Red Snapper: A Federal Fisheries Management Failure

Gulf red snapper fishery faces strict regulation at the hand of National Marine Fisheries Service

Posted on January 31, 2007

The National Marine Fisheries Service (NMFS) has announced drastic regulation changes for Gulf red snapper that will have profound impacts on recreational anglers, charterboat operators, commercial fishermen and the shrimp industry. After years of mismanagement, federal fisheries managers paint a grim picture for the future of this fishery.

“The National Marine Fisheries Service avoided the hard, necessary decisions in this fishery from the beginning and only now has realized that there is nowhere left to run,” said Fred Miller, chairman of the Government Relations Committee of Coastal Conservation Association (CCA). “The result is that all of us will have to pay now for more than two decades of their failed management.”
 
Red snapper have been deemed overfished since 1979. It was realized early on that shrimp trawl bycatch is the major source of red snapper mortality, but bycatch reduction devices were not required for the shrimp fleet until 1998. Once required, the BRDs were expected to achieve a 40 percent reduction in red snapper bycatch, but federal managers neglected to monitor the effectiveness of the BRDs or the level of compliance by the shrimp fleet. Not until 2004 was research conducted that revealed the BRDs were reducing bycatch by only 12 percent, creating the need for drastic reductions in harvest.
 
“If NMFS had been doing its job, we would have never reached this point. This situation was created entirely by NMFS and its refusal to address shrimp trawl bycatch in an effective and timely manner,” said Pat Murray, CCA vice president and director of conservation. “Federal managers sold everyone on a promise that a 9 million pound total allowable catch was sustainable when in reality they had no idea what was happening with this fishery.”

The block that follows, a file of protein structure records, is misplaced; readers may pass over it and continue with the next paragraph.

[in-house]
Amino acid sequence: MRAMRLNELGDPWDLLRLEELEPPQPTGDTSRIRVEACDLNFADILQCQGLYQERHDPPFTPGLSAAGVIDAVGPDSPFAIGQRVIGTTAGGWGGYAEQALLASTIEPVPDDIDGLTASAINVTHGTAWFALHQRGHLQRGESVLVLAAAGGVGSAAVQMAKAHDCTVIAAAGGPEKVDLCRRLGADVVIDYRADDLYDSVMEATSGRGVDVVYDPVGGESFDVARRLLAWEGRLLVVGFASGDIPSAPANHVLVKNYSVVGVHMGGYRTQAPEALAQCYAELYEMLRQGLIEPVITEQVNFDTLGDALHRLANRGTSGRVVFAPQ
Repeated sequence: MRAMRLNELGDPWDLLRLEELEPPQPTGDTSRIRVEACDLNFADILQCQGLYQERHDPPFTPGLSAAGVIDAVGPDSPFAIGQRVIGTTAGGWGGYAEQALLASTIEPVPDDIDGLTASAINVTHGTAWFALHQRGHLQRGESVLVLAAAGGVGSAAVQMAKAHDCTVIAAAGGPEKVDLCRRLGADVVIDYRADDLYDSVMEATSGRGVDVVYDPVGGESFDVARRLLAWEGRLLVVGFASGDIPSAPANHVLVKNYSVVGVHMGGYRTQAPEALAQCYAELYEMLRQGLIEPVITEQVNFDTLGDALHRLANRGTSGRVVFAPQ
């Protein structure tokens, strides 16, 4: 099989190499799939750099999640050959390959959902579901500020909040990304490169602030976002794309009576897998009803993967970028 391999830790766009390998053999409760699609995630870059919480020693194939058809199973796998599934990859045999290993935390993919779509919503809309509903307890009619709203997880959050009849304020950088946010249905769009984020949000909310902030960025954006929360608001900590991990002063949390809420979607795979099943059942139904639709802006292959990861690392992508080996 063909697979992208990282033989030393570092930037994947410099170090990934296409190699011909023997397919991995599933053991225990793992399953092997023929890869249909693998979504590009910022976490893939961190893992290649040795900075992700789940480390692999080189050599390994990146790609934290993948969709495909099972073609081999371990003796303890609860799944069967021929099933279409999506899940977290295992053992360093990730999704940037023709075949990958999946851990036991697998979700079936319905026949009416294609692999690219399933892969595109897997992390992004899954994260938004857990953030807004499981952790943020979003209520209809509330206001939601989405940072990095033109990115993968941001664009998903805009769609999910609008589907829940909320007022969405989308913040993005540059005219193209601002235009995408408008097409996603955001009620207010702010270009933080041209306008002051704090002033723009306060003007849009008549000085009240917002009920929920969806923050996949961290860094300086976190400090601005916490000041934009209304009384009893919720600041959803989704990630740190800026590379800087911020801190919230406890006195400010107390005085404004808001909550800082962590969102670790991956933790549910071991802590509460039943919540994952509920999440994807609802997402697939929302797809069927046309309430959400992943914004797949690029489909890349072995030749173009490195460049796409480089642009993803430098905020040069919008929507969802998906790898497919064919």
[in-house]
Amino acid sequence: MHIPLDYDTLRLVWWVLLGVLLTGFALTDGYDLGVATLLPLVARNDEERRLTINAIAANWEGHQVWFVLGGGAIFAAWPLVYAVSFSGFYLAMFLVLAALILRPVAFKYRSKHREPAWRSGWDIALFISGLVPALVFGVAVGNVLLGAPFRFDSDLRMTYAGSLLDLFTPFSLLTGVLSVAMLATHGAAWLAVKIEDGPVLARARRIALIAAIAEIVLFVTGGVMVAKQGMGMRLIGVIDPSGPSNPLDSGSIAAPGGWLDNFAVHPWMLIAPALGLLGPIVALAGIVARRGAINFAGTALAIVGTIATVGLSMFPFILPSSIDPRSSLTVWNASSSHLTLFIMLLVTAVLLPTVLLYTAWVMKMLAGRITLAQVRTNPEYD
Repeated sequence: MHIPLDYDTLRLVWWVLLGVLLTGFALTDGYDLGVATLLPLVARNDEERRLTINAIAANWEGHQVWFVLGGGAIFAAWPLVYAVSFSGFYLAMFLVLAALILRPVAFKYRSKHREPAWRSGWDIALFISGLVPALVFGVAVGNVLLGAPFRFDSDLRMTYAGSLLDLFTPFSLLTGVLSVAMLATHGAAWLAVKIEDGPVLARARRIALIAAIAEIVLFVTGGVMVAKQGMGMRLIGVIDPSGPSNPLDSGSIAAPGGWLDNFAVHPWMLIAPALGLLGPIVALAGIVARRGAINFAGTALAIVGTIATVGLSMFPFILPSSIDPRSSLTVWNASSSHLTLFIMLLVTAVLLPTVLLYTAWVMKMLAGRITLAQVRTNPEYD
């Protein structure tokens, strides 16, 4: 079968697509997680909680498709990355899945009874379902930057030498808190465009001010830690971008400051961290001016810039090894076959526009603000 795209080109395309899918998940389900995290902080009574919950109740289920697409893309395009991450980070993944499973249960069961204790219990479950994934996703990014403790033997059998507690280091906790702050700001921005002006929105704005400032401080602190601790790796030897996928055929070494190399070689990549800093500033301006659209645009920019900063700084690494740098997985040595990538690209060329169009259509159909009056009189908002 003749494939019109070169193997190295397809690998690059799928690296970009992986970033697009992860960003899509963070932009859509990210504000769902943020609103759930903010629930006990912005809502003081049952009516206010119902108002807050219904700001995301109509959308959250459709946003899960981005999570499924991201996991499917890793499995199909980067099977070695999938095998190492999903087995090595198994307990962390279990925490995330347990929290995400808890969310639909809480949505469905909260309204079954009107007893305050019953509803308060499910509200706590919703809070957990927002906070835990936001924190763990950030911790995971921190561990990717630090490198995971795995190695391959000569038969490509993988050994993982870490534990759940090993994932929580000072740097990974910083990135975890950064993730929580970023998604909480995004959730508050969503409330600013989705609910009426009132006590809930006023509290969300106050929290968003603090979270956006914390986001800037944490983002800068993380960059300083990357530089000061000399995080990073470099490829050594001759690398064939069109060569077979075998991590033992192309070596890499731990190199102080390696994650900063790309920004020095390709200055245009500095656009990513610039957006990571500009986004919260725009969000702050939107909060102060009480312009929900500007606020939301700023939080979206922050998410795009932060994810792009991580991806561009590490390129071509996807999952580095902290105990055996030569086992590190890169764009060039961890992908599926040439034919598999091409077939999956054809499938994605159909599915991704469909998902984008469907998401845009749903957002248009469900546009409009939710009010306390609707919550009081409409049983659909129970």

Current management measures could have been altered two years ago when CCA petitioned the Secretary of Commerce to put emergency measures into effect to end the overfishing of red snapper by the Gulf of Mexico shrimp fleet. That petition was denied. Shortly thereafter, NMFS published Amendment 22 to Red Snapper Rebuilding Plan without any bycatch reduction standards or regulations for the shrimp industry to prevent overfishing of red snapper. CCA filed suit in U. S. District Court to force NMFS to reduce bycatch by 60-80 percent through measures such as bycatch quotas, areas closed to shrimping, seasonal shrimping closures and meaningful reduction in shrimping effort.
 
“It should frustrate everyone associated with this fishery that it takes legal action to force NMFS to do its job,” said Miller. “If NMFS had done anything to rein in shrimp trawl bycatch since 1979 we would not be in this difficult situation today. Instead, they have managed this fishery into a literal dead end.”
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CCA is the largest marine resource conservation group of its kind in the nation. With more than 90,000 members in 15 state chapters, CCA has been active in state, national and international fisheries management issues since 1977. Visit www.JoinCCA.org for more information.  
CONTACT: Ted Venker, 1-800-201-FISH